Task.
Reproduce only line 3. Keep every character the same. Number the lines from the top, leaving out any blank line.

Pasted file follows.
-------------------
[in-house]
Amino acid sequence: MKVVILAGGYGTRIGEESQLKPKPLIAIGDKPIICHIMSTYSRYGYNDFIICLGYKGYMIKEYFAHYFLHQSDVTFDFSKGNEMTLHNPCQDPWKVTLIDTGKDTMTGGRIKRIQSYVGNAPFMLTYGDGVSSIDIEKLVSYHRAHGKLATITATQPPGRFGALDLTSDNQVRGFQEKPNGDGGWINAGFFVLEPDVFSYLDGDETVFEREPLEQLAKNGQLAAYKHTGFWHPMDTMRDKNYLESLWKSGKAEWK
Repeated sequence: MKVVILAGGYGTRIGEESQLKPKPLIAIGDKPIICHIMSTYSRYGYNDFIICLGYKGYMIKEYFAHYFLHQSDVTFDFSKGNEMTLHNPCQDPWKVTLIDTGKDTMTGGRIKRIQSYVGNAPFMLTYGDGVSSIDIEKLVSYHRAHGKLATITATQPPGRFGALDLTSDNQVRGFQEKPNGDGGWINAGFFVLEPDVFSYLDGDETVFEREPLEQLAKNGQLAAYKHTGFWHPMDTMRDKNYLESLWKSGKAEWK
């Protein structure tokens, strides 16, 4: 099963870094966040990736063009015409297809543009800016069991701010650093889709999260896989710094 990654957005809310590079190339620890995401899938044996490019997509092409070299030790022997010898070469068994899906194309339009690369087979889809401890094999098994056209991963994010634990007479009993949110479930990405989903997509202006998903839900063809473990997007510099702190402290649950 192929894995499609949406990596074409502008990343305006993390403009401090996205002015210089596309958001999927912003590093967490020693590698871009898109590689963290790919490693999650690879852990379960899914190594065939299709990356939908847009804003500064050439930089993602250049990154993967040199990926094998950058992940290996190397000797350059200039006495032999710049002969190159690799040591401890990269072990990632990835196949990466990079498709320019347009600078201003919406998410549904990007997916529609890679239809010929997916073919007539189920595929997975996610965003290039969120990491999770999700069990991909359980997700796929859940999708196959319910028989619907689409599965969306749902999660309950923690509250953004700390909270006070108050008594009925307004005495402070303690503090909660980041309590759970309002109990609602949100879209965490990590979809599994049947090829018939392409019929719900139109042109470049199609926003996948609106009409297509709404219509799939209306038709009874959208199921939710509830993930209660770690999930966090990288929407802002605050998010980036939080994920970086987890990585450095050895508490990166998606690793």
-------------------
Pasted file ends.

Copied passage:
Repeated sequence: MKVVILAGGYGTRIGEESQLKPKPLIAIGDKPIICHIMSTYSRYGYNDFIICLGYKGYMIKEYFAHYFLHQSDVTFDFSKGNEMTLHNPCQDPWKVTLIDTGKDTMTGGRIKRIQSYVGNAPFMLTYGDGVSSIDIEKLVSYHRAHGKLATITATQPPGRFGALDLTSDNQVRGFQEKPNGDGGWINAGFFVLEPDVFSYLDGDETVFEREPLEQLAKNGQLAAYKHTGFWHPMDTMRDKNYLESLWKSGKAEWK